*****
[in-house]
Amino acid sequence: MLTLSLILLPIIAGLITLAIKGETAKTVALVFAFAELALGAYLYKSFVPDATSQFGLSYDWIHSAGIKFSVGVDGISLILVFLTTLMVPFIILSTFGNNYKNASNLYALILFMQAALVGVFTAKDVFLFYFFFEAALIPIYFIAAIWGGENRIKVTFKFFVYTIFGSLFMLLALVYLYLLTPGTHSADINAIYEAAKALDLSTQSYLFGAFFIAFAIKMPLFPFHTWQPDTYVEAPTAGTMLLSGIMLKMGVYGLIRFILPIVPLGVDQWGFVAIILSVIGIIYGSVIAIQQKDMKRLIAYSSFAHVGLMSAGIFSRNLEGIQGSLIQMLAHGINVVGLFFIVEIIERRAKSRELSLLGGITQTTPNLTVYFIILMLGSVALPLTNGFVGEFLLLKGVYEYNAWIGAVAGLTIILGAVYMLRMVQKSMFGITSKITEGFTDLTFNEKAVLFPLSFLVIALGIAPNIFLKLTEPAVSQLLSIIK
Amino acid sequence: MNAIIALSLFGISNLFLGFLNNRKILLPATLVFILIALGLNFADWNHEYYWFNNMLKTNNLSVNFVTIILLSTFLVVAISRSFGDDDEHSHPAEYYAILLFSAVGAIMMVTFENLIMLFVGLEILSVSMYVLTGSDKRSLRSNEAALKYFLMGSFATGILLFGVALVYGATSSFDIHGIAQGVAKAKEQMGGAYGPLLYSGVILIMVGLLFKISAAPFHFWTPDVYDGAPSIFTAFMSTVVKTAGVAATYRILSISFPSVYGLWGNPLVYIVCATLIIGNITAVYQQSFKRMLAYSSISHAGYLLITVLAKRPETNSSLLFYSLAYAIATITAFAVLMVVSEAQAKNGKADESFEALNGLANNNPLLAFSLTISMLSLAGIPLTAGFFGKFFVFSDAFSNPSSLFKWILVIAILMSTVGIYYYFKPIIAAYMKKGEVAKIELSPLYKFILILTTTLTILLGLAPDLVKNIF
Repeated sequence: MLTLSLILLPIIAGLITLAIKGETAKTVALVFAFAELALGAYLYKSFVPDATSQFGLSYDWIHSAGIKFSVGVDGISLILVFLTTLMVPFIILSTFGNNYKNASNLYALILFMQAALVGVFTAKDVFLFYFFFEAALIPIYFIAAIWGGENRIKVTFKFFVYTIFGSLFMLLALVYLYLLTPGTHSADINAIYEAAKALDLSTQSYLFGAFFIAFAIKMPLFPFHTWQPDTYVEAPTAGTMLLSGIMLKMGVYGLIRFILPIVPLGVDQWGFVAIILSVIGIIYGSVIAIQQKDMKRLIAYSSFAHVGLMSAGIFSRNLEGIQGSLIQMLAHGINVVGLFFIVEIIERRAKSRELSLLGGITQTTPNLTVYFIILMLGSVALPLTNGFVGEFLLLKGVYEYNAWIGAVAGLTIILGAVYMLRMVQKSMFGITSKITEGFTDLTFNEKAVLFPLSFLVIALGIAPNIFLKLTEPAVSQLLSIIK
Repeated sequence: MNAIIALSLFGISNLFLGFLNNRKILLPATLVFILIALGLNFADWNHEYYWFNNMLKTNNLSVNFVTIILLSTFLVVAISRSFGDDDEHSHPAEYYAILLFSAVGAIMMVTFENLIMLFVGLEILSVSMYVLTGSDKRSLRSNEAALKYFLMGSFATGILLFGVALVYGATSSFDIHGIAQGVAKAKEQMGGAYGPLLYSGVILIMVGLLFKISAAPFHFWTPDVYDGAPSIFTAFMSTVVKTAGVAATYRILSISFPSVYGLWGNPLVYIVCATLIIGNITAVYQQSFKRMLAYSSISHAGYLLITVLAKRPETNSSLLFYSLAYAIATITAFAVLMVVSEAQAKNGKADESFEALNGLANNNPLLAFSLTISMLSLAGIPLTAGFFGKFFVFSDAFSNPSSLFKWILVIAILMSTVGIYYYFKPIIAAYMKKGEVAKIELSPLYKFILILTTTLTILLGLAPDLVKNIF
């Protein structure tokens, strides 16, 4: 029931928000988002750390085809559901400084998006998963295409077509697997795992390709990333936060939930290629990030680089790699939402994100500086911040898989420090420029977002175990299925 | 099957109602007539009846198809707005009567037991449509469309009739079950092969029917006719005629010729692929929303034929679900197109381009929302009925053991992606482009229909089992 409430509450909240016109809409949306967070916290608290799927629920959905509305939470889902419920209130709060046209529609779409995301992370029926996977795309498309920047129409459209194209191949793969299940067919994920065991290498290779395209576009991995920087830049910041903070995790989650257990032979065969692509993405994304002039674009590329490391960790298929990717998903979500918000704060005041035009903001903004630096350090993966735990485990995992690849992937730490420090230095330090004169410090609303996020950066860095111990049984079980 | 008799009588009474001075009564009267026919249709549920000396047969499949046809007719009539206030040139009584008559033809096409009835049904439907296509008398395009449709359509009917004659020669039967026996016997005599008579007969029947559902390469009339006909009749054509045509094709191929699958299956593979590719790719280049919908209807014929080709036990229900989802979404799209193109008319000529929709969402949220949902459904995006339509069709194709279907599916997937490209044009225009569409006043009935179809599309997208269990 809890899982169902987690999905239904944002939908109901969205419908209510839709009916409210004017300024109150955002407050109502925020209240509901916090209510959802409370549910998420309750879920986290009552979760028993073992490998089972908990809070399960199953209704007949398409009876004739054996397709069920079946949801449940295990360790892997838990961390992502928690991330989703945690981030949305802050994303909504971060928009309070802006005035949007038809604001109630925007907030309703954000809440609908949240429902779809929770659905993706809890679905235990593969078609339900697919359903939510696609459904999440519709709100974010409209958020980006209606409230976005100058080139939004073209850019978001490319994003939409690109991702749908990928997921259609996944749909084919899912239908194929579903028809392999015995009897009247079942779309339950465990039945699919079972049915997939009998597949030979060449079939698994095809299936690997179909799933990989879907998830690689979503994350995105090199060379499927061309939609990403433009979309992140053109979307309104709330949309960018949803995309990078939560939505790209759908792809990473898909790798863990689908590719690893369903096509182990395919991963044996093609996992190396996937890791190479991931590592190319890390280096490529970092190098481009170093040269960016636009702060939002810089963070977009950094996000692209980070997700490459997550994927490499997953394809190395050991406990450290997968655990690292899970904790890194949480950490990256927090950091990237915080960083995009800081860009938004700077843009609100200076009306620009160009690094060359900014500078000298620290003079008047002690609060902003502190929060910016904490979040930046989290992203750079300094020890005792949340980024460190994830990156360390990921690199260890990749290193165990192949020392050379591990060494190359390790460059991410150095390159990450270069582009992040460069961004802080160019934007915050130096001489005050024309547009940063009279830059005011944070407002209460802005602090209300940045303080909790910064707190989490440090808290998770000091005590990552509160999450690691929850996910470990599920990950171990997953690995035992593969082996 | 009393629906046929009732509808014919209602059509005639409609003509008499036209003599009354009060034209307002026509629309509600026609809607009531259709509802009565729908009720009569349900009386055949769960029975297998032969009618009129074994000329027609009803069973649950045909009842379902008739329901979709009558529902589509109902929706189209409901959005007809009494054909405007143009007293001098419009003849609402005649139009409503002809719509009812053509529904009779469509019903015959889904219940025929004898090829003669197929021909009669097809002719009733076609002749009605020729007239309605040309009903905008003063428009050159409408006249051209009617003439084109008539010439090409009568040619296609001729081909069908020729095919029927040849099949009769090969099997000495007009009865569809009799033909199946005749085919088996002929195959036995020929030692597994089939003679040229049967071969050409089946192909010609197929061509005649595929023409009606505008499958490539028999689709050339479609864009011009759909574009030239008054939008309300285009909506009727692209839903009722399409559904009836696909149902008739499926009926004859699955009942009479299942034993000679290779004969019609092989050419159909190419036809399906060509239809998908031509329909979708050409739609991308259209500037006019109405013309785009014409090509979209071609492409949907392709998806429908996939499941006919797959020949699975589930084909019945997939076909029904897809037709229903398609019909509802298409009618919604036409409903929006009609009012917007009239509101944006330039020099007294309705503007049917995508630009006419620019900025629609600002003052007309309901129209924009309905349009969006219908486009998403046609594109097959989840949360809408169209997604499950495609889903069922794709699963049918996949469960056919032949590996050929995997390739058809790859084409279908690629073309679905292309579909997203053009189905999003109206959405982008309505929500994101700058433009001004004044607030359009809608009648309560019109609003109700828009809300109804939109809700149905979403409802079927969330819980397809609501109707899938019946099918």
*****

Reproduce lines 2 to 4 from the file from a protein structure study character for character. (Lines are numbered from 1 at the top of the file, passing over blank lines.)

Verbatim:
Amino acid sequence: MLTLSLILLPIIAGLITLAIKGETAKTVALVFAFAELALGAYLYKSFVPDATSQFGLSYDWIHSAGIKFSVGVDGISLILVFLTTLMVPFIILSTFGNNYKNASNLYALILFMQAALVGVFTAKDVFLFYFFFEAALIPIYFIAAIWGGENRIKVTFKFFVYTIFGSLFMLLALVYLYLLTPGTHSADINAIYEAAKALDLSTQSYLFGAFFIAFAIKMPLFPFHTWQPDTYVEAPTAGTMLLSGIMLKMGVYGLIRFILPIVPLGVDQWGFVAIILSVIGIIYGSVIAIQQKDMKRLIAYSSFAHVGLMSAGIFSRNLEGIQGSLIQMLAHGINVVGLFFIVEIIERRAKSRELSLLGGITQTTPNLTVYFIILMLGSVALPLTNGFVGEFLLLKGVYEYNAWIGAVAGLTIILGAVYMLRMVQKSMFGITSKITEGFTDLTFNEKAVLFPLSFLVIALGIAPNIFLKLTEPAVSQLLSIIK
Amino acid sequence: MNAIIALSLFGISNLFLGFLNNRKILLPATLVFILIALGLNFADWNHEYYWFNNMLKTNNLSVNFVTIILLSTFLVVAISRSFGDDDEHSHPAEYYAILLFSAVGAIMMVTFENLIMLFVGLEILSVSMYVLTGSDKRSLRSNEAALKYFLMGSFATGILLFGVALVYGATSSFDIHGIAQGVAKAKEQMGGAYGPLLYSGVILIMVGLLFKISAAPFHFWTPDVYDGAPSIFTAFMSTVVKTAGVAATYRILSISFPSVYGLWGNPLVYIVCATLIIGNITAVYQQSFKRMLAYSSISHAGYLLITVLAKRPETNSSLLFYSLAYAIATITAFAVLMVVSEAQAKNGKADESFEALNGLANNNPLLAFSLTISMLSLAGIPLTAGFFGKFFVFSDAFSNPSSLFKWILVIAILMSTVGIYYYFKPIIAAYMKKGEVAKIELSPLYKFILILTTTLTILLGLAPDLVKNIF
Repeated sequence: MLTLSLILLPIIAGLITLAIKGETAKTVALVFAFAELALGAYLYKSFVPDATSQFGLSYDWIHSAGIKFSVGVDGISLILVFLTTLMVPFIILSTFGNNYKNASNLYALILFMQAALVGVFTAKDVFLFYFFFEAALIPIYFIAAIWGGENRIKVTFKFFVYTIFGSLFMLLALVYLYLLTPGTHSADINAIYEAAKALDLSTQSYLFGAFFIAFAIKMPLFPFHTWQPDTYVEAPTAGTMLLSGIMLKMGVYGLIRFILPIVPLGVDQWGFVAIILSVIGIIYGSVIAIQQKDMKRLIAYSSFAHVGLMSAGIFSRNLEGIQGSLIQMLAHGINVVGLFFIVEIIERRAKSRELSLLGGITQTTPNLTVYFIILMLGSVALPLTNGFVGEFLLLKGVYEYNAWIGAVAGLTIILGAVYMLRMVQKSMFGITSKITEGFTDLTFNEKAVLFPLSFLVIALGIAPNIFLKLTEPAVSQLLSIIK